Air traffic controller Belgocontrol to become ‘Skeyes’
The Belgian air traffic controller, Belgocontrol, changes its name to Skeyes, a combination of ‘sky’ and ‘eyes’. The new name is the first step in a major renewal operation with some remarkable innovations, such as digital control towers and the traffic of drones.
The public company is investigating the construction of a digital control tower – in practice this could also be a hall – from which the airports of Charleroi and Liège can be monitored instead of modernizing the existiing traffic control towers. In such a digital tower, air traffic controllers look at a 360-degree screen with camera images that are transmitted live from the tarmac.
The great advantage of the digital system is augmented reality. For example, on the screen a green block appears when it concerns a departing aircraft, or a blue block in the case of a landing plane. Air traffic controllers receive thus extra information that they cannot see with the naked eye.
“With new technologies, we can make arriving traffic run more smoothly”, says chief operations officer (COO), Peggy Devestel. “Then we will no longer measure the distance between planes, but the time.” After all, in Brussels there are only two runways, by east wind one. Since one plane is faster than another, capacity is better utilized.
Time is also saved with departing planes, although the capacity is less pressing in this case. “If one aircraft goes north and the other one south, they can depart 3 miles from each other instead of the standard distance of 5 miles.”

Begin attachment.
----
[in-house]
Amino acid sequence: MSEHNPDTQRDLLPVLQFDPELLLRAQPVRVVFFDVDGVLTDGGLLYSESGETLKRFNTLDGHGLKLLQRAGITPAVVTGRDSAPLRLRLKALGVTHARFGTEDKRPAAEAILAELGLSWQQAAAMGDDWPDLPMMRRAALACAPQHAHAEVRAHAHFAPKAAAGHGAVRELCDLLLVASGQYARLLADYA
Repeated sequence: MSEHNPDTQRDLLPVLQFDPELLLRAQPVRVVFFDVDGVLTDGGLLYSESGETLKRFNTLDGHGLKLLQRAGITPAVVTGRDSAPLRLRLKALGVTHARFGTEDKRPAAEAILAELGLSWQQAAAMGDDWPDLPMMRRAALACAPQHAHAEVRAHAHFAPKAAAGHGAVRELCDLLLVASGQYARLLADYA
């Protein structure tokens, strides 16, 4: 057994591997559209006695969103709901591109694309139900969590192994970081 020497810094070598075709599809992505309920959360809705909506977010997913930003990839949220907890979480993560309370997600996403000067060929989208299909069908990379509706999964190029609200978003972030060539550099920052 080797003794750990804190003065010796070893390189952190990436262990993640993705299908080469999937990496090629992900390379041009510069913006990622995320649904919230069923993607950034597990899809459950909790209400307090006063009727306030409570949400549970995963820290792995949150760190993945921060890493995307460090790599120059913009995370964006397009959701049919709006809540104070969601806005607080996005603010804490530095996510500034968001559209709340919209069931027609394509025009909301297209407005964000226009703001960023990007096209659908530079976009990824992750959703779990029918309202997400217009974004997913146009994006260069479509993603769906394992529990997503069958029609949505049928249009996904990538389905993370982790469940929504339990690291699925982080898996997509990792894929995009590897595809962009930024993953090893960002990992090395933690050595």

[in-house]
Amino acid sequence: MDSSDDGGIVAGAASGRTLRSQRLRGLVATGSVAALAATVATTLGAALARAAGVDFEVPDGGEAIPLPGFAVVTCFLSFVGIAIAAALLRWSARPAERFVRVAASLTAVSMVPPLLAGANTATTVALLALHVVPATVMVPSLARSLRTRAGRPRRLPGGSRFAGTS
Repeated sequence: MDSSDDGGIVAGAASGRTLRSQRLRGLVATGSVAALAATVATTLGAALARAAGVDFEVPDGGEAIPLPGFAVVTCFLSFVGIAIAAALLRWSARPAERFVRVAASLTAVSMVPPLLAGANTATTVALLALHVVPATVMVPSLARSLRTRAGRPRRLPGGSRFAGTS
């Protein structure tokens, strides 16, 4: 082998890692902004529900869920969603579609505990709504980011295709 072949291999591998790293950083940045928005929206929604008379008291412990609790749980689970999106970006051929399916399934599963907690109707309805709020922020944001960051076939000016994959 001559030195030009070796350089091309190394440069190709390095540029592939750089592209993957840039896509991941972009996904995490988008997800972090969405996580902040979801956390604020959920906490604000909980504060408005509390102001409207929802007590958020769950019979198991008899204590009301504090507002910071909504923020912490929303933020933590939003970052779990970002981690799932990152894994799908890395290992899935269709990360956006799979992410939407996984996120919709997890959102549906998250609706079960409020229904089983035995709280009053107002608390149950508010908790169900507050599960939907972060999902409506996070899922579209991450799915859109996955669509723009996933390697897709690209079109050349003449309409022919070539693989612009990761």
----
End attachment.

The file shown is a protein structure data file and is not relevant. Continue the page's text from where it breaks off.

Merge with military airspace
Another innovation is that the army will no longer be able to take over the airspace just like that. Until now, parts of the airspace have been closed for a certain period of time. Ordinary airplanes will then have to make a detour.
However, from the end of 2019, civil and military airspace will merge (the military will move in with the other air traffic controllers in Steenokkerzeel, near Zaventem). “From then on, we will be able to close the airspace in a much more targeted and efficient way”, explains Dominique Dehaene, spokesperson for Skeyes.
This does not mean that airplanes will now follow the shortest route to their destination. The unification of the European airspace must first be completed. Despite the efforts of the EU Commission, this is still fragmented.
More traffic of drones
Another challenge is to fit in the drones into classic air traffic. Skeyes has already launched a website on which drone pilots can see where they can have their drone take off. With parcel services, organ taxis and other flights, they are taking up more and more space.
“At the moment, our airspace is not saturated yet”, says Dehaene, “but we must also ensure that traffic runs smoothly and safely in the future. Airplanes are getting bigger and bigger and also have fewer empty seats. The current efforts, such as the faster landing of airplanes in a row, are not enough to absorb the expected growth.”
The International Association of Airlines (IATA) predicts that the number of passengers will double in the next twenty years. It also warns that the sector is facing a major infrastructure crisis because both airports and air traffic control cannot meet the growing demand.
Until 2040, the number of flights with delays of up to two hours will increase sevenfold, warned Eurocontrol recently. Most delays are due to a lack of capacity and staff.